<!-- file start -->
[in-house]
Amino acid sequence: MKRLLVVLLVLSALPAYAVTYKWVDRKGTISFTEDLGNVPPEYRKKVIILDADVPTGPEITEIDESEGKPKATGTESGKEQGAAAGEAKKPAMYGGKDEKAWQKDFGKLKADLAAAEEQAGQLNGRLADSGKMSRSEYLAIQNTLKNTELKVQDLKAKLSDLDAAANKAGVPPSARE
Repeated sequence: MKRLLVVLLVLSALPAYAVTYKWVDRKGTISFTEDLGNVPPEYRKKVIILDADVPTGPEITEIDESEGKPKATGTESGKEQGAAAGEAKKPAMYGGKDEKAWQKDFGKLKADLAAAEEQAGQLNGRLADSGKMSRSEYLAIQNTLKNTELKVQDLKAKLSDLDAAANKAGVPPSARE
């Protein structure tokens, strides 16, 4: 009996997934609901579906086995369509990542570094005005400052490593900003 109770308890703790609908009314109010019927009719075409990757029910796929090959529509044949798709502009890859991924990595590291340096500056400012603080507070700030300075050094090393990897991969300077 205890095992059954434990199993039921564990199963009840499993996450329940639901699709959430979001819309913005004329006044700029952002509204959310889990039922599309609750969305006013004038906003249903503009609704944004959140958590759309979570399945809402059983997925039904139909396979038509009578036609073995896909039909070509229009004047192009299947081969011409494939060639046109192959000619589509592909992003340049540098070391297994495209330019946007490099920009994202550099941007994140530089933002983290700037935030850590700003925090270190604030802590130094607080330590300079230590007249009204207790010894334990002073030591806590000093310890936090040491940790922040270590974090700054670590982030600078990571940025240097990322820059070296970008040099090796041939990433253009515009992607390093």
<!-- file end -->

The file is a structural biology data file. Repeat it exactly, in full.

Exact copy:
[in-house]
Amino acid sequence: MKRLLVVLLVLSALPAYAVTYKWVDRKGTISFTEDLGNVPPEYRKKVIILDADVPTGPEITEIDESEGKPKATGTESGKEQGAAAGEAKKPAMYGGKDEKAWQKDFGKLKADLAAAEEQAGQLNGRLADSGKMSRSEYLAIQNTLKNTELKVQDLKAKLSDLDAAANKAGVPPSARE
Repeated sequence: MKRLLVVLLVLSALPAYAVTYKWVDRKGTISFTEDLGNVPPEYRKKVIILDADVPTGPEITEIDESEGKPKATGTESGKEQGAAAGEAKKPAMYGGKDEKAWQKDFGKLKADLAAAEEQAGQLNGRLADSGKMSRSEYLAIQNTLKNTELKVQDLKAKLSDLDAAANKAGVPPSARE
């Protein structure tokens, strides 16, 4: 009996997934609901579906086995369509990542570094005005400052490593900003 109770308890703790609908009314109010019927009719075409990757029910796929090959529509044949798709502009890859991924990595590291340096500056400012603080507070700030300075050094090393990897991969300077 205890095992059954434990199993039921564990199963009840499993996450329940639901699709959430979001819309913005004329006044700029952002509204959310889990039922599309609750969305006013004038906003249903503009609704944004959140958590759309979570399945809402059983997925039904139909396979038509009578036609073995896909039909070509229009004047192009299947081969011409494939060639046109192959000619589509592909992003340049540098070391297994495209330019946007490099920009994202550099941007994140530089933002983290700037935030850590700003925090270190604030802590130094607080330590300079230590007249009204207790010894334990002073030591806590000093310890936090040491940790922040270590974090700054670590982030600078990571940025240097990322820059070296970008040099090796041939990433253009515009992607390093």